IT decision-makers who have responsibility for security believe security teams are brought in too late to have a meaningful effect on digital transformation initiatives, according to a new study.
Dimensional Research, commissioned by by Dell, recently surveyed 631 IT decision-makers with responsibility for security from companies with 1,000 or more employees in the U.S., U.K., Germany, Australia, Scandinavia and the Benelux region. Ninety-seven percent of respondents report their organizations were investing in digital technologies to transform their business: 72 percent of the respondents said their organizations had active projects in mobile, 68 percent in cloud and 37 percent involving the Internet of Things (IoT) — all areas commonly associated with digital transformation.
All the respondents listed security as one of their major responsibilities, but 76 percent felt their security teams were either brought into transformation projects too late to have an impact or were bypassed entirely. Eighty-five percent said business users avoid engaging their security teams for fear their initiatives will be delayed or blocked, while 63 percent said there is no basis in those fears.
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"Security has this legacy of being the department of 'no,'" says Bill Evans, senior director of Product Marketing for Dell's identity and access management business. "Everybody believes security is important until 8:05 a.m., at which point it impacts their ability to do their job."
That's a big problem, according to 96 percent of IT pros who said securing digital technologies poses challenges:
- 69 percent say they need to secure additional technologies without additional resources.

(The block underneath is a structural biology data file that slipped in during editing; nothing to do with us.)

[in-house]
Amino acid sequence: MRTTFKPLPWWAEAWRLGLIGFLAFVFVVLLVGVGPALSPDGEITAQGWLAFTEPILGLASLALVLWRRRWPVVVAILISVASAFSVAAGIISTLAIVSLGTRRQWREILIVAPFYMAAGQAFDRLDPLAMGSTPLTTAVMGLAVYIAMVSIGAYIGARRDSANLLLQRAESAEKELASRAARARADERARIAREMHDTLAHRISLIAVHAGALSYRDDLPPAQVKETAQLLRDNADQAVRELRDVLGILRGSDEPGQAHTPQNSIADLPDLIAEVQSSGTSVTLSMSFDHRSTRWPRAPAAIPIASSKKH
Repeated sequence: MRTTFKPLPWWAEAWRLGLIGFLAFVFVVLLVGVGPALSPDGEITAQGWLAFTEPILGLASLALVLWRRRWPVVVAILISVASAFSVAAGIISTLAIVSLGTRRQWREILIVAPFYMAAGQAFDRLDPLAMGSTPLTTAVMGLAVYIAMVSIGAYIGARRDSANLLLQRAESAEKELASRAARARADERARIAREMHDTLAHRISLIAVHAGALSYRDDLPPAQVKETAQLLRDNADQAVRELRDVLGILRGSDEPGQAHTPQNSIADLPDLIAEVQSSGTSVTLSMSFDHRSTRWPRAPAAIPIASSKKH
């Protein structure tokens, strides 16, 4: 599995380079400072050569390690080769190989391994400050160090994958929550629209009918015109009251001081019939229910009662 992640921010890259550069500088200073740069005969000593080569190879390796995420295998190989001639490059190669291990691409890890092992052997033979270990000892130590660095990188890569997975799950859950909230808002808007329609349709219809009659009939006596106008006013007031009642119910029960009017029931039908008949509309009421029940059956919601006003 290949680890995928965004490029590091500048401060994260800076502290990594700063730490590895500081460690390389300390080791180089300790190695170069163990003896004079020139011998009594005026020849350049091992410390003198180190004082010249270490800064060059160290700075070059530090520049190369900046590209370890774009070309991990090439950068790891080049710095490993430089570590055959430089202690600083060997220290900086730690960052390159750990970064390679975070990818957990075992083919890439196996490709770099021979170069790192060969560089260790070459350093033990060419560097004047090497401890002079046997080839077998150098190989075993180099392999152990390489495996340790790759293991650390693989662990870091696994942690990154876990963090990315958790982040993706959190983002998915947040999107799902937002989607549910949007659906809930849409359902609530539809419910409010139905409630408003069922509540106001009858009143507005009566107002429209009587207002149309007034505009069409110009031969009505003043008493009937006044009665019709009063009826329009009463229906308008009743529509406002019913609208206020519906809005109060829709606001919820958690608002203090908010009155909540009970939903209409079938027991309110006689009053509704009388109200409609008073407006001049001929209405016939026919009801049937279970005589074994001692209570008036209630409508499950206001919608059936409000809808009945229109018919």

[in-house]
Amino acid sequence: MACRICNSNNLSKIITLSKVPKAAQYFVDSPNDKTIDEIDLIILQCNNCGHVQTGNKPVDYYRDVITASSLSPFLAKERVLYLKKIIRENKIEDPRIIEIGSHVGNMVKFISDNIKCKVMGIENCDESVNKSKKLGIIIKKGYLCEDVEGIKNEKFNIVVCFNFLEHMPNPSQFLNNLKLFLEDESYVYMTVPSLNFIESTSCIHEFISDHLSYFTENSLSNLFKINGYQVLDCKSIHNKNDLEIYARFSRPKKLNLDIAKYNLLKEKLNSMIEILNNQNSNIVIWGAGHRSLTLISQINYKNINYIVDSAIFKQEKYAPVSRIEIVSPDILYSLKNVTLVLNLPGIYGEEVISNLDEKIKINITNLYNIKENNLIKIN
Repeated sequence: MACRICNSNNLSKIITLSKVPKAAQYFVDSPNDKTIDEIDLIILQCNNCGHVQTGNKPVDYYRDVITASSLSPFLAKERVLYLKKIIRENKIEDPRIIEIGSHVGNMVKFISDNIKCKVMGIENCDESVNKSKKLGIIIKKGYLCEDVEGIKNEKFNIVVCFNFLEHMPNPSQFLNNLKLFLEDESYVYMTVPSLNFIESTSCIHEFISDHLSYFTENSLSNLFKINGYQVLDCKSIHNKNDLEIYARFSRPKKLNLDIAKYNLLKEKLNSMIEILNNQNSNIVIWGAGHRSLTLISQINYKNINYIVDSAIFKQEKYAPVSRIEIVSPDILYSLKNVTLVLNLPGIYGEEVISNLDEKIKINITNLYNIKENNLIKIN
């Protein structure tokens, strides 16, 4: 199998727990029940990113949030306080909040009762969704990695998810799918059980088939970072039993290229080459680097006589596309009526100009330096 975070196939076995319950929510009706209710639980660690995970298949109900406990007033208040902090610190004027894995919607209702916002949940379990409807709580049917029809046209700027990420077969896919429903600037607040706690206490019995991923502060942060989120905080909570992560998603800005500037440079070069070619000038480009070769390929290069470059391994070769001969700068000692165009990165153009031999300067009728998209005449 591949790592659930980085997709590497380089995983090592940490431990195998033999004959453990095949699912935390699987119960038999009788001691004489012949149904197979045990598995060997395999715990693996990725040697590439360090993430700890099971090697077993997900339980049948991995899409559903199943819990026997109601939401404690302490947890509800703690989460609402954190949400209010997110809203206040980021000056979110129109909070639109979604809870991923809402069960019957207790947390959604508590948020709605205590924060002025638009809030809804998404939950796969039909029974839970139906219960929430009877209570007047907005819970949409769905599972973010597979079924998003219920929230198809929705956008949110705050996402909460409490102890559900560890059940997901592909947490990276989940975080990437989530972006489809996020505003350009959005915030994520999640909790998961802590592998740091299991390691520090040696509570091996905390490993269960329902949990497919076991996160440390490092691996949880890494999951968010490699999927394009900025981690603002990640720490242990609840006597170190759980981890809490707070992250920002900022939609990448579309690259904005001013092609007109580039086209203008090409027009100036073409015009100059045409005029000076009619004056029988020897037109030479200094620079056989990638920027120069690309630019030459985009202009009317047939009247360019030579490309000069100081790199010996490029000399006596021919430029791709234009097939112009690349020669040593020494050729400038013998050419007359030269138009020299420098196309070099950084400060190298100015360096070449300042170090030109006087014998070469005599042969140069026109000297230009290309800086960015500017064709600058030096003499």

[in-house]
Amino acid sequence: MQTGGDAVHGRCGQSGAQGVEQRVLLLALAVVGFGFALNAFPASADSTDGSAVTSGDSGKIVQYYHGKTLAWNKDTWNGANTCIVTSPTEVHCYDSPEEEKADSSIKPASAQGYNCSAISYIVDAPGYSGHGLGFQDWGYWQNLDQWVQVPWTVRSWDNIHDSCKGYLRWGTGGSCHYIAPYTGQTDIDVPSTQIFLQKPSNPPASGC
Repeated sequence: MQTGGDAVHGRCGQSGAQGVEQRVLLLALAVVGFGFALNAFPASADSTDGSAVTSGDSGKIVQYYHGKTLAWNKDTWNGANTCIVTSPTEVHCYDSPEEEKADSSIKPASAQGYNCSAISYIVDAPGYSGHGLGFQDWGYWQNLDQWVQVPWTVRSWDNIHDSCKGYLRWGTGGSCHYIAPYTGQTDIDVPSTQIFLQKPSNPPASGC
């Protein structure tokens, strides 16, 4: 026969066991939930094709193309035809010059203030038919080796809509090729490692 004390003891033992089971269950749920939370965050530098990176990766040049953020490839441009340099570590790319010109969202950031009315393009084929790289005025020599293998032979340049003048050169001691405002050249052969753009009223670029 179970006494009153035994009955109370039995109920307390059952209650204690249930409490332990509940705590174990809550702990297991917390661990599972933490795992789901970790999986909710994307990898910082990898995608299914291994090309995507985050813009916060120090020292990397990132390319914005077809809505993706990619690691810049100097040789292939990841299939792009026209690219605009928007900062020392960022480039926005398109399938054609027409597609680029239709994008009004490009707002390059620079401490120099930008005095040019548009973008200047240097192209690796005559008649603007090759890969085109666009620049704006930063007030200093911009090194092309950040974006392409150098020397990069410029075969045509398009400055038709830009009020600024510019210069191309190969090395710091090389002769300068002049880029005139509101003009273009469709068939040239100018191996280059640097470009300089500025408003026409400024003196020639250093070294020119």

- 59 percent say mobile, IoT, cloud and self-service initiatives post an increased risk of security breach.
- 52 percent say it's hard to find the right balance between security and employee productivity.
- 38 percent say those initiatives give the organization less control over data and systems access.
- 30 percent say it's difficult to find expertise to support new technologies.
- 19 percent say their security tools have not kept up with changing needs.
- 17 percent say they have a siloed security toolset, which makes them more vulnerable.
Fully 85 percent of respondents say the security function can actually serve as an enabler for digital transformation initiatives if they could overcome business users' perception of security as a roadblock and gain a seat at the table.
"The security department can become the department of 'yes' and enhance security," Evans says. "It can enable the business and secure it at the same time."
Federated identity services are a case in point, he says. An organization could deploy federated identity services that allow it to extend single sign-on to users when a new software-as-a-service (SaaS) application is added to the portfolio.
"This survey produced some eye-opening results and reinforces what we've been hearing directly from our customers," John Milburn, vice president and general manager of Dell's One Identity Products, said in a statement today. "Organizations face challenges securing their digital transformations and recognize that their current security measures are exposing the business to risk. Our goal is to provide our customers with solutions that address those needs. When done right, security can enable organizations to aggressively adopt new technologies and practices that can have a direct, positive impact on revenue, profits, employee productivity and customer experience. Done right, security also helps CISOs open their own 'Department of Yes,' empowering them to deliver the strategic projects and innovative initiatives that drive businesses forward."
This story, "Security teams consulted too late on digital transformation " was originally published by CIO.